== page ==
Canto 81

What thou lovest well remains, the rest is dross
What thou lov'st well shall not be reft from thee
What thou lov'st well is thy true heritage
Whose world, or mine or theirs or is it of none?

First came the seen, then thus the palpable
Elysium, though it were in the halls of hell,
What thou lov'st well is thy true heritage
What thou lov'st well shall not be reft from thee

The ant's a centaur in his dragon world.
Pull down thy vanity, it is not man
Made courage, or made order, or made grace,
Pull down thy vanity, I say pull down.
Learn of the green world what can be thy place
In scaled invention or true artistry,

Pull down thy vanity, Paquin pull down!
The green casque has outdone your elegance.
'Master thyself, then others shall thee beare'
Pull down thy vanity

carmen figuratum - Literally a figure poem. The verse takes the shape related to the theme.
This popular form appears in most elementary language arts textbooks as concrete poetry.
Ex. Easter Wings by George Herbert:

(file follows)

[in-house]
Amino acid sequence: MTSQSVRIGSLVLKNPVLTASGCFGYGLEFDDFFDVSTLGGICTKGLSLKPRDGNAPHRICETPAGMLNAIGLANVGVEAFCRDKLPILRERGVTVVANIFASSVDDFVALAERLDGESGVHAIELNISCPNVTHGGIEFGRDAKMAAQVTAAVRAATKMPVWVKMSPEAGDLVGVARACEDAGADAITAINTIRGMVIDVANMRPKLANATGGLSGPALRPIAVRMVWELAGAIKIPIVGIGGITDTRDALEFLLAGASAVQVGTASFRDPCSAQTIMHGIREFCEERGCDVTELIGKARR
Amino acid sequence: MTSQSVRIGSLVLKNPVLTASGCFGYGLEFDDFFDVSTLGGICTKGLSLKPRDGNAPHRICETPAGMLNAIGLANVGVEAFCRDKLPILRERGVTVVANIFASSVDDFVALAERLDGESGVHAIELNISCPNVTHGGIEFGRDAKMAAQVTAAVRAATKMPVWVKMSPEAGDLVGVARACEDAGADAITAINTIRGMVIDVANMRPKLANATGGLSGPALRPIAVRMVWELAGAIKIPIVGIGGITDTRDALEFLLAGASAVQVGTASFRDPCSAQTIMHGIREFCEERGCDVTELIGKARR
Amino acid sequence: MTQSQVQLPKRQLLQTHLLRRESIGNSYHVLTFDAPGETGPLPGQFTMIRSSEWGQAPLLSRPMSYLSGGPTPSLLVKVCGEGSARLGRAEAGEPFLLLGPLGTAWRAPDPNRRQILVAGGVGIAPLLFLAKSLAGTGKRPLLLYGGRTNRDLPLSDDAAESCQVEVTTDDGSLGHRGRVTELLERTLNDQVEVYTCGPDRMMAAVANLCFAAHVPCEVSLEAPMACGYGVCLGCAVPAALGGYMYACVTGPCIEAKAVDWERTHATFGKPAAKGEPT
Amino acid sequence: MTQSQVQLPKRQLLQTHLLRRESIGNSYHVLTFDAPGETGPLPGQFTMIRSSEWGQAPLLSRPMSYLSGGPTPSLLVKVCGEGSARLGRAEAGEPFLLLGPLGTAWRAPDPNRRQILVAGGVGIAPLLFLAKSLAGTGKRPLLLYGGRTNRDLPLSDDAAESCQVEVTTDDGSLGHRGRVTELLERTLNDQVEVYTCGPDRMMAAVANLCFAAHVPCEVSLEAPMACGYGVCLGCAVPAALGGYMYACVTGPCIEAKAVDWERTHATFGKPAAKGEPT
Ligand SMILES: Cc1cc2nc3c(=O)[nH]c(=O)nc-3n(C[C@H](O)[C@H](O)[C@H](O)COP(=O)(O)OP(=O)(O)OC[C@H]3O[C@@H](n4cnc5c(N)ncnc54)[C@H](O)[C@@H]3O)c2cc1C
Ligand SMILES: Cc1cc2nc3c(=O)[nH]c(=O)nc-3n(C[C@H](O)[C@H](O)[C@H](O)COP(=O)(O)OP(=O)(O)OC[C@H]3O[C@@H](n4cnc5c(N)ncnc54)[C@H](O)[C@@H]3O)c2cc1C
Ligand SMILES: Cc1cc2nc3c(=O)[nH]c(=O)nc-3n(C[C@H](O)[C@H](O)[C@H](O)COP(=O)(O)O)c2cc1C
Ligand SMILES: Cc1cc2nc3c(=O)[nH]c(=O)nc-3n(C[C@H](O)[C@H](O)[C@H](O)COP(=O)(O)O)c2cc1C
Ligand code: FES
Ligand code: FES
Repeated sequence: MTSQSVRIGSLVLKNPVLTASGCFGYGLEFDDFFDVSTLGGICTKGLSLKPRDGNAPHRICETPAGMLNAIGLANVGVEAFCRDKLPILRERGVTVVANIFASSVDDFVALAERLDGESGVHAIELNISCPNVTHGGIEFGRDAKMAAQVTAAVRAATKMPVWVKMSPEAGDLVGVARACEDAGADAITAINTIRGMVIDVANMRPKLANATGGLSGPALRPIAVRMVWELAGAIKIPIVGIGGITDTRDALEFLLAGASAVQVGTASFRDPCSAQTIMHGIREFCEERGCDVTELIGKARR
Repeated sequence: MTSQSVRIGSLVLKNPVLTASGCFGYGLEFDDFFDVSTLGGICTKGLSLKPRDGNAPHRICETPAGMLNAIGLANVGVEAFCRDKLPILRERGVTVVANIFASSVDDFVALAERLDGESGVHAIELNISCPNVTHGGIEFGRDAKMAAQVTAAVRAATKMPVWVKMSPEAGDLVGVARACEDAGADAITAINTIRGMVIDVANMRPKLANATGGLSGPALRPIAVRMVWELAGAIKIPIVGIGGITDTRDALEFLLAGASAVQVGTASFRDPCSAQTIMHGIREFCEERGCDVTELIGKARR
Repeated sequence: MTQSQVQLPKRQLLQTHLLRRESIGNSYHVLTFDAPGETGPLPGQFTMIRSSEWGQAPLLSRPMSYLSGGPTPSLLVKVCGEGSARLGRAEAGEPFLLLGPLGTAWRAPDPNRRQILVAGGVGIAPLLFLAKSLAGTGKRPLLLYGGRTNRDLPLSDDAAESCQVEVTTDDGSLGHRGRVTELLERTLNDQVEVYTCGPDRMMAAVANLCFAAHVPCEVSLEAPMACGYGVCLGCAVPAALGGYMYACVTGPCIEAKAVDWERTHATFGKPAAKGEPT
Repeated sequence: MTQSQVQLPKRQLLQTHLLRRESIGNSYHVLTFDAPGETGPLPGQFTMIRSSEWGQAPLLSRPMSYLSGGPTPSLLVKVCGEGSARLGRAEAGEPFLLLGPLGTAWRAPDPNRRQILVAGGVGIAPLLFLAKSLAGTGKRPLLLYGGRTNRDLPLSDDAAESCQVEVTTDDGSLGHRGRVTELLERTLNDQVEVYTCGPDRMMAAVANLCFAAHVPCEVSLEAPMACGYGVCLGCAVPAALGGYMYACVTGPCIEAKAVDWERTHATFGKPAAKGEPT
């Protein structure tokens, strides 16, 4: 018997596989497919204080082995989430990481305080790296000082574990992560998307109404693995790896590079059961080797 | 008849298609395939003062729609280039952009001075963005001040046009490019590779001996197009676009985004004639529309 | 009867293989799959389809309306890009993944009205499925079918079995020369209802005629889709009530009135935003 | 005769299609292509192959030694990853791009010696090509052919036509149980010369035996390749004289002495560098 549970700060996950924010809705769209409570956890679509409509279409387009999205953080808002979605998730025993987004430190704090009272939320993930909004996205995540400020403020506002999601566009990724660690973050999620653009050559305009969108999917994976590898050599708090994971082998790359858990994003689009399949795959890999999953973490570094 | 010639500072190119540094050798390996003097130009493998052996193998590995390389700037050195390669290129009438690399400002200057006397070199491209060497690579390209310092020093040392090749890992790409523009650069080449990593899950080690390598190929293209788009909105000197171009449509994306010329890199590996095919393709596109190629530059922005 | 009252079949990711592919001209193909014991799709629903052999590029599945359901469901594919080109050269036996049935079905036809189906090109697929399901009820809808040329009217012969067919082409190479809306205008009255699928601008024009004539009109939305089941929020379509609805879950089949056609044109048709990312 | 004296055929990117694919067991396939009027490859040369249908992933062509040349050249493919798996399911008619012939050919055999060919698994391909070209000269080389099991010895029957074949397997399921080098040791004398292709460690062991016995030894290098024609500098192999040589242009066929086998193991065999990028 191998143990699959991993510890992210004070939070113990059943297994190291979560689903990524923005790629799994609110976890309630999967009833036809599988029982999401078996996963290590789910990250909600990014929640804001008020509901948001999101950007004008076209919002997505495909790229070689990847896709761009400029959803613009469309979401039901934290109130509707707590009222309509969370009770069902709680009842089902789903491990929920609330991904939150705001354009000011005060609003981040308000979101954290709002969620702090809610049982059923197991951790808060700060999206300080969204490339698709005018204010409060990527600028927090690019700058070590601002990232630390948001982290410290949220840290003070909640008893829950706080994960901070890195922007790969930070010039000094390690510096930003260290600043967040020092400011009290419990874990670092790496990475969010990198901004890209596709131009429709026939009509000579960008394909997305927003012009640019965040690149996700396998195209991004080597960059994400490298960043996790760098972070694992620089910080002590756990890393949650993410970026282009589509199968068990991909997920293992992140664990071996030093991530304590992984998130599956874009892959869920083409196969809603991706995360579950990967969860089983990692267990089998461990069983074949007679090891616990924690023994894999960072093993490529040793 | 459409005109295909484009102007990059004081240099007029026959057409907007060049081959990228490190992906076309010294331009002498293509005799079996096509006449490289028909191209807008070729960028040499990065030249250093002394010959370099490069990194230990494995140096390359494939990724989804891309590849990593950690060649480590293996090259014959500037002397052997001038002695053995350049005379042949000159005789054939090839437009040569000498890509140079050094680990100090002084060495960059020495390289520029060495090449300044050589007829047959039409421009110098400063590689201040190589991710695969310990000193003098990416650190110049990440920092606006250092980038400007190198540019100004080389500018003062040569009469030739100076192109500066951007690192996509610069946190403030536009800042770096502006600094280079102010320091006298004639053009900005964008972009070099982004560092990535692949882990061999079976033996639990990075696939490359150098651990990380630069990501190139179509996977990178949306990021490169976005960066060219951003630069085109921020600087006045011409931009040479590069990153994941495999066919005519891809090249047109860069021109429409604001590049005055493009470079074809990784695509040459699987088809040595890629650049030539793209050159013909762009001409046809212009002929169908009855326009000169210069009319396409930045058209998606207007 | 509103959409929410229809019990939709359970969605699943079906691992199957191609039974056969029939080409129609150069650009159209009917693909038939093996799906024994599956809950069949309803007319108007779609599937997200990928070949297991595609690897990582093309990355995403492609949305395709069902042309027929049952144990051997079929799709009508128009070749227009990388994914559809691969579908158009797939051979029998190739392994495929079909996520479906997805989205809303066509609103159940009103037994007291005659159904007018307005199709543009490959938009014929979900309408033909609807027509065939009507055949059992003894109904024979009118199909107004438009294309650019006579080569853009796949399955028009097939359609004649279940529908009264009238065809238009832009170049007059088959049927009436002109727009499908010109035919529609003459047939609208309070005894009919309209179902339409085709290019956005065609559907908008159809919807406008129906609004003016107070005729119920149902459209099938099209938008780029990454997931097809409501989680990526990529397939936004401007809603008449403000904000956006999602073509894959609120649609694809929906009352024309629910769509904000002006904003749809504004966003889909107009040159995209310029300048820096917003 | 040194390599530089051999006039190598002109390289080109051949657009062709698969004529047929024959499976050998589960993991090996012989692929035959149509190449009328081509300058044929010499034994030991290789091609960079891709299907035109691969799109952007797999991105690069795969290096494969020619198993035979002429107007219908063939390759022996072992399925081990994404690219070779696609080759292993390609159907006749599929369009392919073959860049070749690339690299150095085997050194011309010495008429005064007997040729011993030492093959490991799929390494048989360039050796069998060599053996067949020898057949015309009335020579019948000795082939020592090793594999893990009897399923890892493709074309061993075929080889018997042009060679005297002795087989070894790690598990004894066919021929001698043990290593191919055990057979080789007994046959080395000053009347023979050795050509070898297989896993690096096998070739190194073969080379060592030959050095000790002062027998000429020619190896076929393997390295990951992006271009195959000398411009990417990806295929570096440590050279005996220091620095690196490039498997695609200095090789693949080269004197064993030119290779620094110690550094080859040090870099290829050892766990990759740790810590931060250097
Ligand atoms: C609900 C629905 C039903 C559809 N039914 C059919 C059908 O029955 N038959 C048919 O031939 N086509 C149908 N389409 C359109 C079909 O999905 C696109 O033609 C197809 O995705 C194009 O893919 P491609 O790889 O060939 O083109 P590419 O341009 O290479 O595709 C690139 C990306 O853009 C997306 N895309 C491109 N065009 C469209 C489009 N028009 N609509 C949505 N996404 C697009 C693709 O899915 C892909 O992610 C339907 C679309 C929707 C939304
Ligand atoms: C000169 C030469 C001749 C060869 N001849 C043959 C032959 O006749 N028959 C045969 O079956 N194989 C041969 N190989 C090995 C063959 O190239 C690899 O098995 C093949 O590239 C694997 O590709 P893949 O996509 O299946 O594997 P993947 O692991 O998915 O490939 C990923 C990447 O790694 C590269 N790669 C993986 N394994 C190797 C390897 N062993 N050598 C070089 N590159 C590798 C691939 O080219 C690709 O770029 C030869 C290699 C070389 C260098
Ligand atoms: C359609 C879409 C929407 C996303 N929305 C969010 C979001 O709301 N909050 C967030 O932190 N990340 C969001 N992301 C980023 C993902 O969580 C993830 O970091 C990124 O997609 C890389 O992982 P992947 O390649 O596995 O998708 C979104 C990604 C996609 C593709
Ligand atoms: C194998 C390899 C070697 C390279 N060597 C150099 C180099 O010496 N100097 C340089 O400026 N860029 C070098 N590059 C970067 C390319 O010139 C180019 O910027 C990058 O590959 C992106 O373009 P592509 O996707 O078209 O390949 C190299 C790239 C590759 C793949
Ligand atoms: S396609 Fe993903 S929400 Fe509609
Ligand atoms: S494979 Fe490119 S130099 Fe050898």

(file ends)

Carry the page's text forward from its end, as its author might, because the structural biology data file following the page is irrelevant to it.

Lord, who createst man in wealth and store,
though foolishly he lost the same,
Decaying more and more
Till he became
Most poor:
With Thee
O let me rise
As larks, harmoniously,
And sing this day Thy victories:
Then shall the fall further the flight in me.

My tender age in sorrow did begin:
And still with sicknesses and shame
thou did’st so punish sin,
That I became
Most thin.
With thee
Let me combine
And feel thy victory:
For, if I imp my wing on thine,
Affliction shall advance the flight in me

The stanzas, when centered, appear to be wings. The word “imp” means “graft.”

Caroline era - A period from 1625-1642 to coincide with the reign of Charles the first. It was the age of non-dramatic poetry with working poets falling into one of three schools: Puritan, Metaphysical, and Cavalier. During this period art and literature took the biggest hit. The Puritans were the overwhelming moral, religious, and ultimately political force. They closed theaters, forbade simple pleasures, criminalized dance, and banned secular music. Court masques were still being performed in the King’s court, but were attacked by Puritans who considered their lavishness and outrageous costs against the “pure word of God”.